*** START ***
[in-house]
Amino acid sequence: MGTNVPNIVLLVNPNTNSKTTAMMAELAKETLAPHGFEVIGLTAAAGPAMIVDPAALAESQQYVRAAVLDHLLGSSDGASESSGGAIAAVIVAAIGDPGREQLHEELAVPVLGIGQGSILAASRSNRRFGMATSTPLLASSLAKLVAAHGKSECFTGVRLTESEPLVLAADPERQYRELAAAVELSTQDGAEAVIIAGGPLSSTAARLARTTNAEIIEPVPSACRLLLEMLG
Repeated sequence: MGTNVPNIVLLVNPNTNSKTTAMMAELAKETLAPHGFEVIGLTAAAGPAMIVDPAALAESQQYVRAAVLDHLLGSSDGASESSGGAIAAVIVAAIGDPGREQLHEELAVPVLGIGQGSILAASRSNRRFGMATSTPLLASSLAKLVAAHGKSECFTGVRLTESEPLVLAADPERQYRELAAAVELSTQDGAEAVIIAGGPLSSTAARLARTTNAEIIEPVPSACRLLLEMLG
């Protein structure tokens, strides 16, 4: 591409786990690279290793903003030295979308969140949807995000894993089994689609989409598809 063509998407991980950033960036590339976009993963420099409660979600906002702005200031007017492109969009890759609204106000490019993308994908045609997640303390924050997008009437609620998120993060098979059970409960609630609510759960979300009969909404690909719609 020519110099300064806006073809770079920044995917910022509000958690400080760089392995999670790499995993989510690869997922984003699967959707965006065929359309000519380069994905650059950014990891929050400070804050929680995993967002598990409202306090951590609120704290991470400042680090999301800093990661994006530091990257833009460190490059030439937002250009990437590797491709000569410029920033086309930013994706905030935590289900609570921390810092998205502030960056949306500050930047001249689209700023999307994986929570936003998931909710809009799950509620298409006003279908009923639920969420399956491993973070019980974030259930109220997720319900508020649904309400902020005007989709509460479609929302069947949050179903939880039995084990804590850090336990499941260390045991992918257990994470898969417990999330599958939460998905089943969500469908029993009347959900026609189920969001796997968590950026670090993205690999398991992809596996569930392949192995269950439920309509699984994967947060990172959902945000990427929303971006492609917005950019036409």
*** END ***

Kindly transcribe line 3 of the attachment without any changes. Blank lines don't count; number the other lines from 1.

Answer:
Repeated sequence: MGTNVPNIVLLVNPNTNSKTTAMMAELAKETLAPHGFEVIGLTAAAGPAMIVDPAALAESQQYVRAAVLDHLLGSSDGASESSGGAIAAVIVAAIGDPGREQLHEELAVPVLGIGQGSILAASRSNRRFGMATSTPLLASSLAKLVAAHGKSECFTGVRLTESEPLVLAADPERQYRELAAAVELSTQDGAEAVIIAGGPLSSTAARLARTTNAEIIEPVPSACRLLLEMLG